(9 December 2006)


Rufous Hummingbirds Y14572 (above left) and Y14573

All text & photos © Hilton Pond Center

Several summers ago at one of our "Hummingbird Mornings" programs, we met Nancy and Dick Dietz of Statesville NC. The Dietz's became supporters of Hilton Pond Center and have continued to enjoy feeding hummers. They even heeded our advice to keep up a feeder after the breeding population of Ruby-throated Hummingbirds departs in autumn, so--being really good people--it was only a matter of time until they started getting WINTER hummingbirds in their yard. In fact, they apparently had one that came and went back in November 2001, and--after a five-year "drought"--another appeared the week after Thanksgiving 2006. Nancy sent us an e-mail on 4 December about this "late" hummingbird still frequenting her feeders, so we laid plans to visit the Dietz residence to capture the hummer for banding. The next day, Nancy sent a follow-up message stating she was almost sure there were not one but TWO hummingbirds, based on her observations that one perched while feeding and the other hovered. This news made us even more eager to make the two-hour drive up I-77 to Statesville to identify and band the birds, so the Dietz's arranged for us to arrive before sunrise on 9 December 2006.

Y14572 (above) and Y14573 (below)

We like to be at winter hummer locales VERY early in the day because of past successes catching these birds when we set the trap before first light; after all, a hummingbird has been fasting all night and undoubtedly is hungriest when it makes its first feeder visit of the morning. Thus, we got to Statesville pre-dawn at 6 a.m. Nancy and Dick greeted us warmly--and a good thing, too, since temperatures were in the teens. We quickly moved their feeder into our trap and hung the whole apparatus on a shepherd's crook just outside the Dietz's sun porch. Despite a little ambient light from the house it was still pitch-dark outside, so we sat down at 6:17 a.m. with the Dietz's--and with Nancy's sister Lin Bell, who had driven down from King NC--to await the arrival of one (or more) hummingbirds.

Y14572 (above) and Y14573 (below)

To be honest, we couldn't see a thing from where we sat, but Nancy was closer to the trap and had a little backlighting that allowed her to see the silhouette of a hummer approaching at 6:48 a.m. According to Nancy, the bird flew directly into the trap, sat on the perch, and began drinking away. Trusting Nancy's vision and her judgment, we flipped the remote switch on the trapdoor, which slid shut and easily caught the hummingbird. Exiting our seat, we went out and carefully extricated the hummer from the trap and brought it indoors for closer examination. We were careful to re-set the trap, however, because Nancy suspected there might be another bird.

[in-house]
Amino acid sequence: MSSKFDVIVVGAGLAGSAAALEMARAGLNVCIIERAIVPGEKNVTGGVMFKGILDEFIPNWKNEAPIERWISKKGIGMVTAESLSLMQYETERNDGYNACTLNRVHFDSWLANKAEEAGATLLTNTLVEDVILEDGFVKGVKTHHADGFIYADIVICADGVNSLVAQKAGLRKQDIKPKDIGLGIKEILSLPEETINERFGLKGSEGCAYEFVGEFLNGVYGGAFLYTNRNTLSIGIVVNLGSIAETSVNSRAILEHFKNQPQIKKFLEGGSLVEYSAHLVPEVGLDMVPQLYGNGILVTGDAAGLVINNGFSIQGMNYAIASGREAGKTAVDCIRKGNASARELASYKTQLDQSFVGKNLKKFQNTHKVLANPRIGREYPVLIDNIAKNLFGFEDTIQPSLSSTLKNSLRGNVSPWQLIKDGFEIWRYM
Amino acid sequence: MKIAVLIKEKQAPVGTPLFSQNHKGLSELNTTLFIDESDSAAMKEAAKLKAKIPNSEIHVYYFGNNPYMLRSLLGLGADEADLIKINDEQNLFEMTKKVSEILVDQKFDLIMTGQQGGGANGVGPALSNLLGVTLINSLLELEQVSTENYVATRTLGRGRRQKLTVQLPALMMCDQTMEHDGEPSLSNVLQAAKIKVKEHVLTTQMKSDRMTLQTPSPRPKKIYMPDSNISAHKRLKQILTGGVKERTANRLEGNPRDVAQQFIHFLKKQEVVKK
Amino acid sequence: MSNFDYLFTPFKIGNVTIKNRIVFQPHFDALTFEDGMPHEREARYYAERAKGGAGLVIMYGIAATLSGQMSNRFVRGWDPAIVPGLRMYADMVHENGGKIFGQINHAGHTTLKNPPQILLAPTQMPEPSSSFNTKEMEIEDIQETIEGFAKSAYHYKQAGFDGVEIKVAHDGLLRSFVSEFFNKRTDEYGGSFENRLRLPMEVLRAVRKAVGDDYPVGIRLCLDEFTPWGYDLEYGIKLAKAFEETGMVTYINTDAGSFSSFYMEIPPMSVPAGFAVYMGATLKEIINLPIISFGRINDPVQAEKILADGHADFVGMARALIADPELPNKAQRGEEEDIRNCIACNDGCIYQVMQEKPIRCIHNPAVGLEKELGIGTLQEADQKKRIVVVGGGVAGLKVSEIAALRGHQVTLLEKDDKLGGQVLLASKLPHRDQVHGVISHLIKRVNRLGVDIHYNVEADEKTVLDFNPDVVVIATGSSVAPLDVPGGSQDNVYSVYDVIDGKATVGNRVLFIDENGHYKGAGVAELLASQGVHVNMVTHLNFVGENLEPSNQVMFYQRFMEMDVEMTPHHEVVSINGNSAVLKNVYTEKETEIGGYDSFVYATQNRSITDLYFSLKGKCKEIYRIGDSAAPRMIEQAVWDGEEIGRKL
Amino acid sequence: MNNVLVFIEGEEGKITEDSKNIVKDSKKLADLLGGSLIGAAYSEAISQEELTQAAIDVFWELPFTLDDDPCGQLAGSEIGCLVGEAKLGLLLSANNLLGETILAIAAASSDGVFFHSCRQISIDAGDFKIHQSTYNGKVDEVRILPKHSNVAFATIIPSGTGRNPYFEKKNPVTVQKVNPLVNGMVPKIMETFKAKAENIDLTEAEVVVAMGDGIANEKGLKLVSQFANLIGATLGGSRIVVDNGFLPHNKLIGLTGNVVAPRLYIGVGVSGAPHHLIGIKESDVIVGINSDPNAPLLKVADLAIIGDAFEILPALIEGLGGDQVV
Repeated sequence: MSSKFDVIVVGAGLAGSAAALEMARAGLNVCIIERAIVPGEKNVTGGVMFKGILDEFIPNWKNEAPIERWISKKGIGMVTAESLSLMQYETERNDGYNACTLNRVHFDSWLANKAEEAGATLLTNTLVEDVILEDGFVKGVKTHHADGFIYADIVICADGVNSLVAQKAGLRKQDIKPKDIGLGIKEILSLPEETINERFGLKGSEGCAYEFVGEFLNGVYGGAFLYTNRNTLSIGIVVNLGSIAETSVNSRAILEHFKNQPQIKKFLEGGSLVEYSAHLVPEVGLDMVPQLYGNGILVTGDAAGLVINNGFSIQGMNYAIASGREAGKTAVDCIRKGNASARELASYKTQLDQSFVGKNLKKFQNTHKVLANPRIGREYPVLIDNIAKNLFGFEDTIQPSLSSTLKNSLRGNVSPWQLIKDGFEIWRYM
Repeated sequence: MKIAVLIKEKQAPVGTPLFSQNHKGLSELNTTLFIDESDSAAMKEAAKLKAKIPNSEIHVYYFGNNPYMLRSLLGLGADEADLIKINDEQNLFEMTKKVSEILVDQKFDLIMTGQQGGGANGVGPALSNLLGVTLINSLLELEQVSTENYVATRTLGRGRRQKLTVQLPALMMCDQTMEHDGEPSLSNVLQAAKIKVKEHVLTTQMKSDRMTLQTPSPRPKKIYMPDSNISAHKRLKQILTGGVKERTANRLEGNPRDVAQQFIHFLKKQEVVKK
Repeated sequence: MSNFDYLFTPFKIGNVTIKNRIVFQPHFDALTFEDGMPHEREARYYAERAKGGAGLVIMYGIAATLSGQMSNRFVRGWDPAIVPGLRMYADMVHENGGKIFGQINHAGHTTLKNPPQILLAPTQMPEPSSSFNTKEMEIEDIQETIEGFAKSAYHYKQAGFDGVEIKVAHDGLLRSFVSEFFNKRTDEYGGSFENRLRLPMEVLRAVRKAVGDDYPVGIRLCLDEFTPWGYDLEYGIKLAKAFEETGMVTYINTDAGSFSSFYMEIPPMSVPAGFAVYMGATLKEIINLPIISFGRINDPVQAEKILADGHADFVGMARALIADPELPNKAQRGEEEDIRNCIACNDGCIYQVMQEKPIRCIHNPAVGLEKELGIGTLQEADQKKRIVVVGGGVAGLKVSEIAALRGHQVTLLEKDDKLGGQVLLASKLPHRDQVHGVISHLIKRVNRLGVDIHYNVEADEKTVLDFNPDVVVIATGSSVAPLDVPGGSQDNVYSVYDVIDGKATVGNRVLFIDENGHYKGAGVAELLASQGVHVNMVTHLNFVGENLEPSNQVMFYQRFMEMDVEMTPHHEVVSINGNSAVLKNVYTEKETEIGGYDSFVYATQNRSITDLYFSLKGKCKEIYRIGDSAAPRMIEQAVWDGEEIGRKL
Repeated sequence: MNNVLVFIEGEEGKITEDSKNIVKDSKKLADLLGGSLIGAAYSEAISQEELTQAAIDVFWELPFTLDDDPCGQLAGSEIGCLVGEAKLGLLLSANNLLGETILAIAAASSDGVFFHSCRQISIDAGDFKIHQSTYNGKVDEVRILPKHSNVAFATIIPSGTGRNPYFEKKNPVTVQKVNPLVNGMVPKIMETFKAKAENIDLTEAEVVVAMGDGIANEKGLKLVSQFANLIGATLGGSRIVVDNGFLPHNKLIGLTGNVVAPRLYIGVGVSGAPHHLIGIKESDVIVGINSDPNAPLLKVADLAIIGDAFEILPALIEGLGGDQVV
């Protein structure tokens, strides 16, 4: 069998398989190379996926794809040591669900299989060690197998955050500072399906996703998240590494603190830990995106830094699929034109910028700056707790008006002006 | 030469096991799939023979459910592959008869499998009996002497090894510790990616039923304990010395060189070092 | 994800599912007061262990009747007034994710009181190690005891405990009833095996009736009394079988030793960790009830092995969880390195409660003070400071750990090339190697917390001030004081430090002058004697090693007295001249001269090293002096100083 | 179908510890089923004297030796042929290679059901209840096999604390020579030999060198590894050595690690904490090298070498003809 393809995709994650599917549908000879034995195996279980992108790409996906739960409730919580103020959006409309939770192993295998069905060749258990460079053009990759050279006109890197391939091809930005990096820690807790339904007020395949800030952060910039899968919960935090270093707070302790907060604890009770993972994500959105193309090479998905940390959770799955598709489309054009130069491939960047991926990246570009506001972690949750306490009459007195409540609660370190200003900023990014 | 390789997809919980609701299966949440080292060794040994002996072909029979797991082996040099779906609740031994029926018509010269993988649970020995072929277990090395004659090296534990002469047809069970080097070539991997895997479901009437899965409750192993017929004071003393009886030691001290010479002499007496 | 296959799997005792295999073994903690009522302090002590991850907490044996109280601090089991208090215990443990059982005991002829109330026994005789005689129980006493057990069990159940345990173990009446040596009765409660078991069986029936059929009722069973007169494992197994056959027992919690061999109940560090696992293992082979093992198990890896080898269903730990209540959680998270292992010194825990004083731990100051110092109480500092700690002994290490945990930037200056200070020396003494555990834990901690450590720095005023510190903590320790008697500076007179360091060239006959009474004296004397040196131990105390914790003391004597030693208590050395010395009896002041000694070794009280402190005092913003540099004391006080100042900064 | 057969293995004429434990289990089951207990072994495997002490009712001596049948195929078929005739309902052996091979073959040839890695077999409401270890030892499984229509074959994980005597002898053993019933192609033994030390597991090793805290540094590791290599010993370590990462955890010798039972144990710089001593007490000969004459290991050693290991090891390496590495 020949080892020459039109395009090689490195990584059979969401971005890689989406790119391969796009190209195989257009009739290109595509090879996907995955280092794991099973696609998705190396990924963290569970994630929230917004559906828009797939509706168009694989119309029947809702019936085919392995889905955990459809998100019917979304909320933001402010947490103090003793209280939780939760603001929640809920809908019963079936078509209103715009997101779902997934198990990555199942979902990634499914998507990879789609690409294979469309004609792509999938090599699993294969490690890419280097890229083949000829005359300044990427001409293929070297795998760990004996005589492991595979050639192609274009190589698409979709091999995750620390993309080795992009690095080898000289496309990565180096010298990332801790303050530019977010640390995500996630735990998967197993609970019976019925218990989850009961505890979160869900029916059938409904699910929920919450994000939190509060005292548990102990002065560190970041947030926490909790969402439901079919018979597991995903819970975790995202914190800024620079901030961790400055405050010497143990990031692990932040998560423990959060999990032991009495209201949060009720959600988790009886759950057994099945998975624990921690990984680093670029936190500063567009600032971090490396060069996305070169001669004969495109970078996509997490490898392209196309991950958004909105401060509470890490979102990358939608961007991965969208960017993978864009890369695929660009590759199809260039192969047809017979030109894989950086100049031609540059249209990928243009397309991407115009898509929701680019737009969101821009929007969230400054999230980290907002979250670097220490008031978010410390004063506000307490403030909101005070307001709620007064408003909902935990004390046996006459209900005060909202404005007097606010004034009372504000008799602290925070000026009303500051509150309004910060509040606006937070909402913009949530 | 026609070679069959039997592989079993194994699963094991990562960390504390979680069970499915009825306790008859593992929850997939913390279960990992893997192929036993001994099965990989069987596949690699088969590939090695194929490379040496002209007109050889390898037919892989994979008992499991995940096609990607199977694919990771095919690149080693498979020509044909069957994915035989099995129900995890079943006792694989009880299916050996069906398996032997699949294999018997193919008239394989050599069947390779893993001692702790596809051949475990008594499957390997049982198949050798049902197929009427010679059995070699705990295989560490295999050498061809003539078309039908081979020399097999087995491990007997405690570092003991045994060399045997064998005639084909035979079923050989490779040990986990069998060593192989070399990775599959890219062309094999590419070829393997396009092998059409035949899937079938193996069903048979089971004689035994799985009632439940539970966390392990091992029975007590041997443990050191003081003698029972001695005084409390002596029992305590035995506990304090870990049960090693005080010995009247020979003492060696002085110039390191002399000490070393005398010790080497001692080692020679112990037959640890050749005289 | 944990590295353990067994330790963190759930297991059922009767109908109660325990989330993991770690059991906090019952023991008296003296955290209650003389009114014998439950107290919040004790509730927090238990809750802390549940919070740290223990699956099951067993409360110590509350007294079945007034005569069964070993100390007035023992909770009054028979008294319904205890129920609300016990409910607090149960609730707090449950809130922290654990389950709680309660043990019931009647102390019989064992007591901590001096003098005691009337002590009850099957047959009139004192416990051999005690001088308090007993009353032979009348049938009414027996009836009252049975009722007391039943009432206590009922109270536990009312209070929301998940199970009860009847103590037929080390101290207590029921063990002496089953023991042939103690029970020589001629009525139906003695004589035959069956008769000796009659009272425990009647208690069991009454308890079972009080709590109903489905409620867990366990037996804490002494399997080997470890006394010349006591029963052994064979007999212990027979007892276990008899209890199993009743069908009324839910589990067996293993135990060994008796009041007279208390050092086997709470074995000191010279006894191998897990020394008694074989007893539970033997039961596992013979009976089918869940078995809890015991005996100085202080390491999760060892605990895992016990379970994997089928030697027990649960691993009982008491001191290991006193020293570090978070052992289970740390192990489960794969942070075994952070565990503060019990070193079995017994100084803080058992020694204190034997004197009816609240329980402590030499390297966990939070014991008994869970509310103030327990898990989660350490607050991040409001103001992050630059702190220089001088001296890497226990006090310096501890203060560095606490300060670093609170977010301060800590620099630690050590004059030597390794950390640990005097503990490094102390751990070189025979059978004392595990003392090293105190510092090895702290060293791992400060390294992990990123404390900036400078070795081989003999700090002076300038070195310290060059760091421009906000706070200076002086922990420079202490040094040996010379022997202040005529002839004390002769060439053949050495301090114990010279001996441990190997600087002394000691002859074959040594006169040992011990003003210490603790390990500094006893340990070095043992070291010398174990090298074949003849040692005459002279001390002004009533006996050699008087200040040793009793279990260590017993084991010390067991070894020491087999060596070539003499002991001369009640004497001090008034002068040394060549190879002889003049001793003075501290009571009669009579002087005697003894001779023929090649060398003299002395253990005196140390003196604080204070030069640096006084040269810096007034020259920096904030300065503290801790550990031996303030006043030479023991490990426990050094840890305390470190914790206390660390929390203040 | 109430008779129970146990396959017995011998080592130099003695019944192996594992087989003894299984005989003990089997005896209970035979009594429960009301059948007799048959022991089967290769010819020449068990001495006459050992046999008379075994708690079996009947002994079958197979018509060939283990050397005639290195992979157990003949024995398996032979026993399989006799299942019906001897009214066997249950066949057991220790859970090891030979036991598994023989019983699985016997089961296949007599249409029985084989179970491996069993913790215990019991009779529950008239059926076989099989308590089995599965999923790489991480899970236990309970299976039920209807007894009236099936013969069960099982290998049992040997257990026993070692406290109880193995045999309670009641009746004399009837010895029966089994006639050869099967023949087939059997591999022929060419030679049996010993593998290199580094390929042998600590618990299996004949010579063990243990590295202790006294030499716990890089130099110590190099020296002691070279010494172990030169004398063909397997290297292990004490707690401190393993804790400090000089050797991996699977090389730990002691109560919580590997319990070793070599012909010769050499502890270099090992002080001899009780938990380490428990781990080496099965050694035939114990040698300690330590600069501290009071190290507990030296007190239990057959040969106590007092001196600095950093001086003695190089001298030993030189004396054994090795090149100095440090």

Y14572 (above) and Y14573 (below)

In the hand and in good light it was apparent we has just snared a Selasphorus hummngbird--either an Allen's or a Rufous--and probably a young female. A series of measurements (see table below) revealed it was NOT the smaller Allen's and that it WAS indeed a female Rufous, S. rufus; males in this species--as in Ruby-throated Hummingbirds--are slightly smaller. Examination of the upper bill with a hand lens revealed quite a few "etchings" or "corrugations," sure sign of a younger bird.

Y14572 (above)

While we were doing our measurements of this bird, Dick had stationed himself on the sun porch--just in case a second hummer should appear. Amazingly, one did, and rather quickly at 6:56 a.m.--just eight minutes after we caught the first one. Dick shouted this new hummer was in the trap and sitting on the perch just like the first bird, so we flicked our remote switch and the trapdoor again slid shut to capture hummingbird #2. Although we have captured two winter hummingbirds at one locale on one morning in the past, it never happened quite this fast.